“They weren’t needed as much as originally thought,” wrote James Mayer at Tower Bridge Advisors. “My guess is that we will learn that the economy probably needs less additional stimulus than we thought even a few weeks ago. Do we really need to write checks for most Americans when unemployment is back below 7% and GDP is rising even with a virus surge?”
According to the Fed’s recent balance sheets, as of November 18, the Fed has received more than $114 billion in Treasury funding for its lending programs, including $37.5 billion for the Corporate Credit Facilities and $17.5 billion for the Municipal Liquidity Facility.
Pennsylvania Senator Pat Toomey said in a statement that the lending facilities were meant to be temporary. “Congress’s intent was clear: these facilities were meant to be temporary, to provide liquidity, and to cease operations by the end of 2020,”said Toomey, who is a Republican.
Peter Boockvar, chief investment officer at Bleakley Advisory Group, said it was “good riddance” to a few of the Fed’s corporate credit facilities. “It was a bridge too far to argue that buying the bonds of Apple and McDonald’s was needed, as if there weren’t any private buyers for them,” wrote Boockvar, who often criticizes the Fed. “The Main Street Lending Program sounds great on paper, but what many small- and medium-sized businesses need right now is equity, not more debt.”
As to what effect the current virus surge will have on the economy, it is still anybody’s guess. According to data compiled by Johns Hopkins University, there have been more than 57 million cases of Covid-19 worldwide, with 1.3 million deaths. In the United States, 11.7 million Americans have contracted the disease, while about 253,000 have died. On Thursday, the United States reported more than 187,000 new cases, a new daily record.
Fortunately, news on the vaccine front continues to be positive. On Friday, Pfizer and BioNTech officially announced they would soon emergency use authorization from the U.S. Food and Drug Administration for its proposed coronavirus vaccine, which could make doses available for some of the population as soon as mid-December.
But the news did not move markets — unlike the rally that occurred two weeks ago upon news that the vaccine candidate was more than 90% effective in preventing Covid-19 infection. Pfizer has since amended its research to show its candidate is 95% effective in preventing infection.
The Pfizer candidate is not the only promising vaccine. On Monday, Moderna announced that its candidate was 94.5% effective in preventing coronavirus. Markets showed sizeable but not huge gains following the news, with the Dow gaining 471 points and the S&P 500 climbing 40 points.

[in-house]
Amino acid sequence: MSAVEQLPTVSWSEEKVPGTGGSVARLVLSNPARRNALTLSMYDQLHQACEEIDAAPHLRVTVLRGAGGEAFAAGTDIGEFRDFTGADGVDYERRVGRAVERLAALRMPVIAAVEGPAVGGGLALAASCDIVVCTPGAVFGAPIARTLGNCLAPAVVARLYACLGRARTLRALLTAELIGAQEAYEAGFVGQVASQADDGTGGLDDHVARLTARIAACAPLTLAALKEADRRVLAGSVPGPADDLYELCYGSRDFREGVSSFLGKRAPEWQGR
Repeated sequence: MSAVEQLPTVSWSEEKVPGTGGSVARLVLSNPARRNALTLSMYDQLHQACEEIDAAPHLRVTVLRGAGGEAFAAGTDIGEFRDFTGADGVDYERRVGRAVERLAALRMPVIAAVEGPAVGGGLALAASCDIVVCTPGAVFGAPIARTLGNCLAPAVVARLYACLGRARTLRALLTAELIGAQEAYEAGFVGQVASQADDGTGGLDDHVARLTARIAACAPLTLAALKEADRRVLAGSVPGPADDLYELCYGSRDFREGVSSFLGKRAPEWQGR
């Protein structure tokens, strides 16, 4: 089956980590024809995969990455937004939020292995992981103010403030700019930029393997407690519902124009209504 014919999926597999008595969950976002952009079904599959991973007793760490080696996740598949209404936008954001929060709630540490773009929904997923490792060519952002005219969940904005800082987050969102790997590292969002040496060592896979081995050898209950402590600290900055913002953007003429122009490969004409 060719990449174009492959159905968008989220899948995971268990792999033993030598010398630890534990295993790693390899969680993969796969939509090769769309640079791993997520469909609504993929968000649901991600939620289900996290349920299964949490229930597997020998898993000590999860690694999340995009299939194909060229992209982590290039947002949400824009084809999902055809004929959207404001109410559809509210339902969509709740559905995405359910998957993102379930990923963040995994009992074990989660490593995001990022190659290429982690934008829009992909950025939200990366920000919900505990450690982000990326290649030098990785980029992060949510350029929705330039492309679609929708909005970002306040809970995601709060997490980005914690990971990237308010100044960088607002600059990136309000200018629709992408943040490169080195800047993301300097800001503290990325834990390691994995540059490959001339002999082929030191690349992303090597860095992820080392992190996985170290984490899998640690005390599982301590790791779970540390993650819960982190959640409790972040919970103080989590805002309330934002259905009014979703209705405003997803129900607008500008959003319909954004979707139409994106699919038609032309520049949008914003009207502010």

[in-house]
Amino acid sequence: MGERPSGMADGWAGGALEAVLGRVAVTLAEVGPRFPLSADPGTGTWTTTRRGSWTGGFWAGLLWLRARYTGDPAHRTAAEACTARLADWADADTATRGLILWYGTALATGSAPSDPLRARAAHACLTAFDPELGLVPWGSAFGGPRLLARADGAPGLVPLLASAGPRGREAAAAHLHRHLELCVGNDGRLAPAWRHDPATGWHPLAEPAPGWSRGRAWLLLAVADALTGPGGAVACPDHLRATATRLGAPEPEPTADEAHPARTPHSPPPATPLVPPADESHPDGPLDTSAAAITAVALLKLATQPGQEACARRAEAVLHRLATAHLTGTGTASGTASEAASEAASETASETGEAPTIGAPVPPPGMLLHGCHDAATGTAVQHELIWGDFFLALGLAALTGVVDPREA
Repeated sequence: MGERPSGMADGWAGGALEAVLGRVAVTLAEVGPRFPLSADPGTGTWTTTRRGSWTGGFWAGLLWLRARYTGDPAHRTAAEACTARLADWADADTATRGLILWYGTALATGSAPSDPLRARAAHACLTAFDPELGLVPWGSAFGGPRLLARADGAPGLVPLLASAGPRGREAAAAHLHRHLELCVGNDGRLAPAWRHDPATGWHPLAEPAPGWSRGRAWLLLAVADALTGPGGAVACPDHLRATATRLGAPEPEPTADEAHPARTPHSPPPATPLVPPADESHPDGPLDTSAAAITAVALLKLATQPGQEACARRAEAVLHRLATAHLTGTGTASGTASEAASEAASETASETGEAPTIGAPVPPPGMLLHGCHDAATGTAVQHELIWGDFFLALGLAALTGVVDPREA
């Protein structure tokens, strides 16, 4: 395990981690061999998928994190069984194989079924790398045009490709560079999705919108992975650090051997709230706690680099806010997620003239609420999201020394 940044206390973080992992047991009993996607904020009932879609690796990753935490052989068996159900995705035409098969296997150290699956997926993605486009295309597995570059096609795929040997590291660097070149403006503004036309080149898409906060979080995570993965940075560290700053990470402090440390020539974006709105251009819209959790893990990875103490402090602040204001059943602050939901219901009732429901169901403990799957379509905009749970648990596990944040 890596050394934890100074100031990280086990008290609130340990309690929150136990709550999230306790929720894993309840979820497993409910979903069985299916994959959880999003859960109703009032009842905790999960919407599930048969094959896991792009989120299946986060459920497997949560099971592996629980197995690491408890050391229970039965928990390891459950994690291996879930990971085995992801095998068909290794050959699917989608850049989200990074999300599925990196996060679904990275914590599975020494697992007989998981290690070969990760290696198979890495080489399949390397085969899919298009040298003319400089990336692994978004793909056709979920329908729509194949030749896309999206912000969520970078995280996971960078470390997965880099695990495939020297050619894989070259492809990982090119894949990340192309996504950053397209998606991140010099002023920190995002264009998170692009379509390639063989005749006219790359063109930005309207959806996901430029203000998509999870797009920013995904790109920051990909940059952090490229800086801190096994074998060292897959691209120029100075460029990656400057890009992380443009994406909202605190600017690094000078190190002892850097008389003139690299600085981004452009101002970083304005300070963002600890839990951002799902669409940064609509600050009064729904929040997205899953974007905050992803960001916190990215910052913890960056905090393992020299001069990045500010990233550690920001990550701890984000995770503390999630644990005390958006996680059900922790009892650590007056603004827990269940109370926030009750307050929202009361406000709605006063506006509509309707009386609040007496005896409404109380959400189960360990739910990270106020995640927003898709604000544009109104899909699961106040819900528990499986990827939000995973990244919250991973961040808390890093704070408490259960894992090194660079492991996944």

While the vaccine news has been a boon to investors, some say it does not fundamentally change economic projections.
On Tuesday, European Central Bank President Christine Lagarde warned that any benefits from the quicker deployment of a vaccine are being offset by the larger-than-dreaded second wave of the pandemic.
“I’m not sure that is going to be a major game changer for our forecasts, simply because what we had anticipated in our baseline was that at some state in the first half of 2021 there would be a vaccine and that it would be rolled out in the course of 2021,” Lagarde said. “It might be a little bit accelerated … but I don’t think it will be a game changer so to speak.”
The ECB will update its economic forecast on December 10.
Other economic indicators during the week provided more of a mixed bag of optimism and pessimism.
Earlier in the week, the National Association of Home Builders reported greater optimism among its members, as its survey gained 5 points from October, setting a new record high in builder confidence. With favorable mortgage rates and an ongoing suburban shift, the NAHB says builders are being restrained only by a lack of materials or space.
“Though builders continue to sign sales contracts at a solid pace, lot and material availability is holding back some building activity,” said NAHB Chairman Chuck Fowke in a statement. “Looking ahead to next year, regulatory policy risk will be a key concern given these supply-side constraints.”
Fowke noted that construction costs are continuing to rise, making affordability an ongoing concern.
On Thursday, however, new unemployment claims picked up by 31,000, the first increase in about a month. The number of claims under the Pandemic Unemployment Assistance program also increased, from 296,000 the week ending November 7 to 320,000 last week.